Members of youth groups from across Ireland outside Leinster House, Kildare Street, Dublin in October 2013
In April 2009, the State contained 1.423 million people aged between 15 and 35. In April 2014, there were 1.206 million in the same age group. That’s a reduction from one generation of more than the entire population of Limerick city and county. This is the age group of rebellion, of adventure, of trying it out and trying it on. It’s the generation that annoys its elders and outrages convention and challenges accepted wisdom. It is demography’s answer to the stultification of groupthink. It is not always right but without its capacity to drive everyone else up the wall, smugness settles over everything like a fine grey dust.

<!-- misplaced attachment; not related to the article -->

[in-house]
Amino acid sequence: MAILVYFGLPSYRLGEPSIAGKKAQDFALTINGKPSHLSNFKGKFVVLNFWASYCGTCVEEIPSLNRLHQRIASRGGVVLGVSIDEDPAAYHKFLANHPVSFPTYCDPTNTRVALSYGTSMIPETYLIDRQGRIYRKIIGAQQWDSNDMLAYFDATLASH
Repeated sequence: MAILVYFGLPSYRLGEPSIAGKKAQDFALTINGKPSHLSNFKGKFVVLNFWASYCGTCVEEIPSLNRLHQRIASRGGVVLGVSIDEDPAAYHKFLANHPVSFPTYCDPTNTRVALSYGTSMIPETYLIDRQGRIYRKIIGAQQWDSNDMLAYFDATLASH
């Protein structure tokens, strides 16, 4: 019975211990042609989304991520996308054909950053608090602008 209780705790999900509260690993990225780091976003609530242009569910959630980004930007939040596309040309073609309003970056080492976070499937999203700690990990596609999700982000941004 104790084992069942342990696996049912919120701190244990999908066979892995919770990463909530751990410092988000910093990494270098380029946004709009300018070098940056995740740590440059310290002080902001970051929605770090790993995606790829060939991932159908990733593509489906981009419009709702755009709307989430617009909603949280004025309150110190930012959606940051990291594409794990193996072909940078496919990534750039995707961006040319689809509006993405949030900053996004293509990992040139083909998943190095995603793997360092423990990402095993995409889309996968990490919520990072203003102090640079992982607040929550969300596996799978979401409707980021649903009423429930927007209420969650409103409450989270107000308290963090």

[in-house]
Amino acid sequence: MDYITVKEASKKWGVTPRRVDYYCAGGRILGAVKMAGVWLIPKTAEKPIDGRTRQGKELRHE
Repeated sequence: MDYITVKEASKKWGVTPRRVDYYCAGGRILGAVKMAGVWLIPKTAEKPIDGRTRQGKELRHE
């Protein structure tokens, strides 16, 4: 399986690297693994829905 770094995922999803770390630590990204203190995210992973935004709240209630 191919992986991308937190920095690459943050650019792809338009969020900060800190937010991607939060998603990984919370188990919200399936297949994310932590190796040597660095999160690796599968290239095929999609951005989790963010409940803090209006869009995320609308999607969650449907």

Look anywhere in Ireland that is not a specific redoubt of youth culture, and the place is heavy with middle-age. From the civil service to the media, from politics to the arts establishment, you find demographic landscapes that have been largely frozen for the last six years. The thinning ranks of the young have been unable to mount any sustained challenge to the self-serving orthodoxies of their elders. Which would be fine if the place they leave could afford the consequent culture of stasis and complacency
Fintan O’Toole in today’s Irish Times.
Previously: Correlation Does Not Imply Causation
Laura Hutton/Photocall Ireland